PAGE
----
If the Blue Jays can get players on base ahead of Donaldson, they will be in a good position. That responsibility is likely to fall to Devon Travis, who played in just 50 games last season because of cartilage damage in his knee, which required surgery. Do you sense a pattern here? Granderson (career .339 OBP) has also led off a lot this spring.

The defense

Advanced metrics suggest that Toronto was one of the worst defensive teams in baseball a year ago. They ranked 27th in defensive runs above average (-24.3) and 26th in UZR (-15.3). Bautista and Carrera were two of the Jays worst defenders. They will be replaced by Granderson and Grichuk. Neither is extraordinary in the field, but will be improvements on their predecessors.

Other than that, the team remains relatively unchanged around the diamond. Russell Martin remains a steady catcher, but he’s not quite as great as he once was and his pitch framing stats have taken a dive. Donaldson posted negative defensive numbers last year, but that could have been due to injury. Same goes for Tulowitzki. Kevin Pillar is still really good in centerfield, posting a 6.0 UZR in 2017. Travis should be above-average at second base. And Justin Smoak oscillates between solid and bad; he was good (1.7 UZR) last year.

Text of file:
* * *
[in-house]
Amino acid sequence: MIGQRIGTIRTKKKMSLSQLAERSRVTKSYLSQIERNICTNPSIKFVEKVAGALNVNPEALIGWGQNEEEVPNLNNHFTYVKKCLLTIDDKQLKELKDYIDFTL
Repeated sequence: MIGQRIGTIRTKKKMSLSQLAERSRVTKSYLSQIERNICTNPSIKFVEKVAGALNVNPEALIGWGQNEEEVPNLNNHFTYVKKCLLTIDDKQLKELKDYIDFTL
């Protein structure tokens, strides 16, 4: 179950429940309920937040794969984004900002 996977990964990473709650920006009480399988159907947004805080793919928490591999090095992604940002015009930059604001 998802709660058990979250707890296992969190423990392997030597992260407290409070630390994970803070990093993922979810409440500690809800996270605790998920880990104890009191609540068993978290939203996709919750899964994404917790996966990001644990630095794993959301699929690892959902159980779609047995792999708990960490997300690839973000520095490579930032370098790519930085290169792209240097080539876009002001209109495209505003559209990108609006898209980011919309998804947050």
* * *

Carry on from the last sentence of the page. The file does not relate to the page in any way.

The projections

Adding everything together, the Blues Jays don’t seem to be any better of a team than the Orioles. Fangraphs’ estimate of 86 wins certainly seems high considering the team has to rely on a number of older players staying healthy and playing up to their past abilities. That’s risky.

However, Sanchez and Stroman could represent one of the best 1-2 punches in MLB. Donaldson remains a superstar at a premier position. Osuna is only 23 years old and already a steady presence at the back of the bullpen. There are certainly some things to like with the Blue Jays, but they will need a lot to break right in order to compete with the elite teams in the league.